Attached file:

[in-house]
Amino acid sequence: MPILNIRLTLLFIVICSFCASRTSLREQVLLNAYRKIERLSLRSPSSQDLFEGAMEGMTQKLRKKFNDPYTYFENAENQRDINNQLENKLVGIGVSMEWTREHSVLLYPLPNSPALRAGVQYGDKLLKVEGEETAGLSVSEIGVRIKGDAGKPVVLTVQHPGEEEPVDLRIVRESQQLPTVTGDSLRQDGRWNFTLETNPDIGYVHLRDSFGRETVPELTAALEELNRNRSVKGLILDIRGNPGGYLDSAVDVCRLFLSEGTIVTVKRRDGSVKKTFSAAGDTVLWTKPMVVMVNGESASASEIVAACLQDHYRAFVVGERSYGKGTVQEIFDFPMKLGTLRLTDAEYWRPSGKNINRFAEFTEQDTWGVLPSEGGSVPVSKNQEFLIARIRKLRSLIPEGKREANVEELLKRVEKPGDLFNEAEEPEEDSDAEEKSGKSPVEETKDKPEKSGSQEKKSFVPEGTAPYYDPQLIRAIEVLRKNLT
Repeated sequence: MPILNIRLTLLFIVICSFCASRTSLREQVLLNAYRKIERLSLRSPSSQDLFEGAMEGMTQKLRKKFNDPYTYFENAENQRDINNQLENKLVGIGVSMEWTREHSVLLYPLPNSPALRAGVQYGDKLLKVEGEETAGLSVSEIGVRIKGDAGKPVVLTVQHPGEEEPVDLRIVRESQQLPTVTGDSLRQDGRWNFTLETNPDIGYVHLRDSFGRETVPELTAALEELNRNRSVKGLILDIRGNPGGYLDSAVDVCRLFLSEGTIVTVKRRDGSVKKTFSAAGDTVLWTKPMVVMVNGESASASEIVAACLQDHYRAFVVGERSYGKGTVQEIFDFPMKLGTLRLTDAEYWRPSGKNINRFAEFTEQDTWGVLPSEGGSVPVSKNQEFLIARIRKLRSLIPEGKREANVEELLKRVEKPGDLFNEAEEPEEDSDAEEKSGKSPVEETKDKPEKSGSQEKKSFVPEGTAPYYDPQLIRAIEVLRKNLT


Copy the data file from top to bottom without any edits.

[in-house]
Amino acid sequence: MPILNIRLTLLFIVICSFCASRTSLREQVLLNAYRKIERLSLRSPSSQDLFEGAMEGMTQKLRKKFNDPYTYFENAENQRDINNQLENKLVGIGVSMEWTREHSVLLYPLPNSPALRAGVQYGDKLLKVEGEETAGLSVSEIGVRIKGDAGKPVVLTVQHPGEEEPVDLRIVRESQQLPTVTGDSLRQDGRWNFTLETNPDIGYVHLRDSFGRETVPELTAALEELNRNRSVKGLILDIRGNPGGYLDSAVDVCRLFLSEGTIVTVKRRDGSVKKTFSAAGDTVLWTKPMVVMVNGESASASEIVAACLQDHYRAFVVGERSYGKGTVQEIFDFPMKLGTLRLTDAEYWRPSGKNINRFAEFTEQDTWGVLPSEGGSVPVSKNQEFLIARIRKLRSLIPEGKREANVEELLKRVEKPGDLFNEAEEPEEDSDAEEKSGKSPVEETKDKPEKSGSQEKKSFVPEGTAPYYDPQLIRAIEVLRKNLT
Repeated sequence: MPILNIRLTLLFIVICSFCASRTSLREQVLLNAYRKIERLSLRSPSSQDLFEGAMEGMTQKLRKKFNDPYTYFENAENQRDINNQLENKLVGIGVSMEWTREHSVLLYPLPNSPALRAGVQYGDKLLKVEGEETAGLSVSEIGVRIKGDAGKPVVLTVQHPGEEEPVDLRIVRESQQLPTVTGDSLRQDGRWNFTLETNPDIGYVHLRDSFGRETVPELTAALEELNRNRSVKGLILDIRGNPGGYLDSAVDVCRLFLSEGTIVTVKRRDGSVKKTFSAAGDTVLWTKPMVVMVNGESASASEIVAACLQDHYRAFVVGERSYGKGTVQEIFDFPMKLGTLRLTDAEYWRPSGKNINRFAEFTEQDTWGVLPSEGGSVPVSKNQEFLIARIRKLRSLIPEGKREANVEELLKRVEKPGDLFNEAEEPEEDSDAEEKSGKSPVEETKDKPEKSGSQEKKSFVPEGTAPYYDPQLIRAIEVLRKNLT